If you are in this situation, or are considering working for free, reflect on this: Do you feel respected? Are you learning something? If you answer no to either of these questions, I would leave and gain your experience elsewhere. If yes, consider staying- as long as it feels okay to you. But be aware that this is feeding into a larger social structure that promotes inequality. Respect yourself, what you do, and be true to who you are as a teacher, person, and student. You are valuable, but will you demand and command others to see you the same? It is your call.


Using your Yoga Practice to Burst the Busy Bubble



We are all guilty of multitasking and pretending to be busy. In the era of social media where notifications constantly beep for our attention, it is fair to say a lot of us are distracted. The other day, I went for a walk. It was beautiful and sunny outside, and still I caught myself browsing through Instagram. I put the phone away and realized that multitasking and looking busy was actually taking away from what really matters: the enjoyment in the present moment.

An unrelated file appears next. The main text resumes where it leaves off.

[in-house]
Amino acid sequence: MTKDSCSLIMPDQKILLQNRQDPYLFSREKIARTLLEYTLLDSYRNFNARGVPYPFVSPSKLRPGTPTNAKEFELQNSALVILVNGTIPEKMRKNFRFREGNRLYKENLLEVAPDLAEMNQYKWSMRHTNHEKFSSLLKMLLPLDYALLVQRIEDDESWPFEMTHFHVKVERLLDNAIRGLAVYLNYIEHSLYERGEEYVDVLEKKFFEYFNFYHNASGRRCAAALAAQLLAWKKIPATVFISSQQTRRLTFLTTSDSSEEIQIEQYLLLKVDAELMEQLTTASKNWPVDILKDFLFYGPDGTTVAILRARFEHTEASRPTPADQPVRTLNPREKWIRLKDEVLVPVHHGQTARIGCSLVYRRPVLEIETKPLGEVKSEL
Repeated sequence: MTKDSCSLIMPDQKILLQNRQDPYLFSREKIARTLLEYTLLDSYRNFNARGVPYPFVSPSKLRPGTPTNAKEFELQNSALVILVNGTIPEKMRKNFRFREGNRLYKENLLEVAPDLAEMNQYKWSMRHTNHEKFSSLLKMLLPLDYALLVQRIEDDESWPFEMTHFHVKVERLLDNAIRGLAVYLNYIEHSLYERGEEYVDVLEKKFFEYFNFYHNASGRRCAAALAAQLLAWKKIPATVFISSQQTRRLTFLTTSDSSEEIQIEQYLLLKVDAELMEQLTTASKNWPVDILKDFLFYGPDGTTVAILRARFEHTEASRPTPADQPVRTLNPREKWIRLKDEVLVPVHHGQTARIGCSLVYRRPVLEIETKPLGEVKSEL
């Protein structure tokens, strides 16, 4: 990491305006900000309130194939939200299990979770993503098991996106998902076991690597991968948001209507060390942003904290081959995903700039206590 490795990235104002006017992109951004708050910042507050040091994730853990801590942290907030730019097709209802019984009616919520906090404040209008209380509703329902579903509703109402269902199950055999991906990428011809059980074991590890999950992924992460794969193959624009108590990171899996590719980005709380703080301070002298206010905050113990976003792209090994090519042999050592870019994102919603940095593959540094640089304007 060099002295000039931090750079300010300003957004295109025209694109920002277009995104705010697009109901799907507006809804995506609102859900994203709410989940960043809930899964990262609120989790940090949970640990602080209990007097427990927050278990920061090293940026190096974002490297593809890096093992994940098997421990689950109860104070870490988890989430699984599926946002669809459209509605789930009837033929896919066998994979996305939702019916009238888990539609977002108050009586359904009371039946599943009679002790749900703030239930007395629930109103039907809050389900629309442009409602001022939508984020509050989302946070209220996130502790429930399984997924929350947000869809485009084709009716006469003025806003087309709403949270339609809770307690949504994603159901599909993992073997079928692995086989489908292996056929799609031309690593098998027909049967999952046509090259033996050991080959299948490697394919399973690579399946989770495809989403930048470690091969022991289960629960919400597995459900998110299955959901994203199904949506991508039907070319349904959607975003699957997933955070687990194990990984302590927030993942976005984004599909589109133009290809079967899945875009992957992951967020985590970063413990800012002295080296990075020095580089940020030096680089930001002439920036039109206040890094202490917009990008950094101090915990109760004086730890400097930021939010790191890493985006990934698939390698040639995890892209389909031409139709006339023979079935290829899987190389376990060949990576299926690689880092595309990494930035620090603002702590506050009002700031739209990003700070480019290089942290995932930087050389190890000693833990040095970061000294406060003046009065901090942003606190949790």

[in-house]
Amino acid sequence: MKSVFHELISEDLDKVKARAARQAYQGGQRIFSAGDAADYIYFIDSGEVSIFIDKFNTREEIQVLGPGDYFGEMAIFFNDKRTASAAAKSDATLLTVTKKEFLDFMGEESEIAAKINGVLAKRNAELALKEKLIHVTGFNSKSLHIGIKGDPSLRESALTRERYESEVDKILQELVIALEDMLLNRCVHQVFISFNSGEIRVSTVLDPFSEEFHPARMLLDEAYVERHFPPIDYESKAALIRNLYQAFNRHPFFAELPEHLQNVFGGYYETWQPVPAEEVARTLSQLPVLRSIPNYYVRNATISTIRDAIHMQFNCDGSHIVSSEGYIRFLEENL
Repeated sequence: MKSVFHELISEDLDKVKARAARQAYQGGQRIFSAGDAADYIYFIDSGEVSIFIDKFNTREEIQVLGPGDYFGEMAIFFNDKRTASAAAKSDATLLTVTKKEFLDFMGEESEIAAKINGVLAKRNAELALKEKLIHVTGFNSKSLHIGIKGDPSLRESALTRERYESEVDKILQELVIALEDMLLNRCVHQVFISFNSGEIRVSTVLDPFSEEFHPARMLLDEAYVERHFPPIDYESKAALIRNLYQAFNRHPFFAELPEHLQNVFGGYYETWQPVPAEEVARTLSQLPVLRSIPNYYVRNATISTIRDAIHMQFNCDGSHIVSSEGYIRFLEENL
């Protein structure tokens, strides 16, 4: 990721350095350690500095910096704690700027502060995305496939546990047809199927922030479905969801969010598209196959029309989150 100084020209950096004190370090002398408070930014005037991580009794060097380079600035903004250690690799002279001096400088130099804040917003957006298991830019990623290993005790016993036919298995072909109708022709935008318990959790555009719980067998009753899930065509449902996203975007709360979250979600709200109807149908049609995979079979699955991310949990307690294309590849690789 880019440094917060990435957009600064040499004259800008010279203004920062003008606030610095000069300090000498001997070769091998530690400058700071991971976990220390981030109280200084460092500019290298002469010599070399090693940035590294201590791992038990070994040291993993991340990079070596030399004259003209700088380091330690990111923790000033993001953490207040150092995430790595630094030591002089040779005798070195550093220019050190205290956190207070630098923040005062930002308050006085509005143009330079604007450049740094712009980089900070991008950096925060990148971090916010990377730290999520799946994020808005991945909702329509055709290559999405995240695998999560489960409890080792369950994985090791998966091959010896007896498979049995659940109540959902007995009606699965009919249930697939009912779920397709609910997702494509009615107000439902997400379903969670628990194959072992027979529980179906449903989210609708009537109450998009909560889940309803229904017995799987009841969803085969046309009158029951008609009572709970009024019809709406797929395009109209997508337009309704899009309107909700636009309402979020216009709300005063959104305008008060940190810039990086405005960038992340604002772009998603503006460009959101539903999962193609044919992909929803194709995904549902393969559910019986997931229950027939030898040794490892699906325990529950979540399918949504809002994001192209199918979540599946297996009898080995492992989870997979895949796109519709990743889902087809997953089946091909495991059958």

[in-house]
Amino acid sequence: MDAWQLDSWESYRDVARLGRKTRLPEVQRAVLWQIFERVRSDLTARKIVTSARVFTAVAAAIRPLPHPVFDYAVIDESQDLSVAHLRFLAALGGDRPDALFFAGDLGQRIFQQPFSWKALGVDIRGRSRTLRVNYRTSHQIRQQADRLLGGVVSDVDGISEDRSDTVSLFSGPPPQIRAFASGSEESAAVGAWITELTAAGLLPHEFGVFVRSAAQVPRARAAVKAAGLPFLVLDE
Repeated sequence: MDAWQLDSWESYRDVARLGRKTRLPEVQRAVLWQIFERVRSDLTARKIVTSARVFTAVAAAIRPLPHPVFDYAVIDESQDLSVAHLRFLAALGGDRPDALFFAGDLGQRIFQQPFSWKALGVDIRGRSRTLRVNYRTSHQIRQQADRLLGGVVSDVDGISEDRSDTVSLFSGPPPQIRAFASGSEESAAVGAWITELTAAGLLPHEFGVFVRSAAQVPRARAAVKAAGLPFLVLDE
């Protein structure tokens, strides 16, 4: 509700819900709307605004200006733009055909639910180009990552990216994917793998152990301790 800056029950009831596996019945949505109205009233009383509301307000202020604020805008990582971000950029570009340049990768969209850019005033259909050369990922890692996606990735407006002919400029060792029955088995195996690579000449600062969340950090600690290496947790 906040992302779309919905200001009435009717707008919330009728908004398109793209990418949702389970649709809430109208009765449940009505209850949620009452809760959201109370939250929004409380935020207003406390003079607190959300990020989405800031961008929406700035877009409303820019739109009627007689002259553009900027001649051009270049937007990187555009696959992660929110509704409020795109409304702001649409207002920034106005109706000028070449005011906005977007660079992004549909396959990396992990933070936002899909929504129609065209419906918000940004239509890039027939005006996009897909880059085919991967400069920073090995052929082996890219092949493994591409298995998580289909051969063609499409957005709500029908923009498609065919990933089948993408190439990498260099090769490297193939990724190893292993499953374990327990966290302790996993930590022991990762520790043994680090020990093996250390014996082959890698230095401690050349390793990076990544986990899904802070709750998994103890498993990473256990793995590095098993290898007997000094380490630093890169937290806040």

Our Culture of Busyness

I credit my awareness to the “culture of busyness” to my yoga practice. The irony is that I originally started yoga to fill time- in other words, to stay busy. However, as my yoga practice progressed, it equipped me with the tools to slow down, deepen the breath, and try to focus on the present moment. At least sometimes.

Like many people, I find my social media and subsequently my phone pretty addictive. There is evidence that humans have the same attention span as a goldfish. Yes, a goldfish. What does this mean? People surveyed reported having an attention span is a mere 8 seconds, largely attributed to our attention being divided amongst multiple medias. This isn’t really an insult goldfish, but an example of how human attention is shifting due to smartphones. While are attention spans becoming shorter, we are able to multitask better- again, presumably because we have a wealth of information and entertainment at our fingertips. But is this a good or bad thing?

Depending on how you look at it, this ability to do many things at once but constantly be looking for the next thing is good, bad, or neither. For example, you may be able be more productive than offer, but you may not actually be enjoying the process of producing because your attention is pulled in too many directions. Or you may be looking ahead to see what the next project is. This can produce what psychologists call a the hedonic treadmill, a never ending race to find pleasure and joy that just keeps going and going, consistently leaving us unsatisfied. How do you burst the busy bubble and step of the hedonic treadmill? Use your yoga! Deepen your breath, close your eyes, and focus on the present moment, Try to tame the wandering monkey mind heading straight for the hedonic treadmill.

Yoga Helps Bursts the Busy Bubble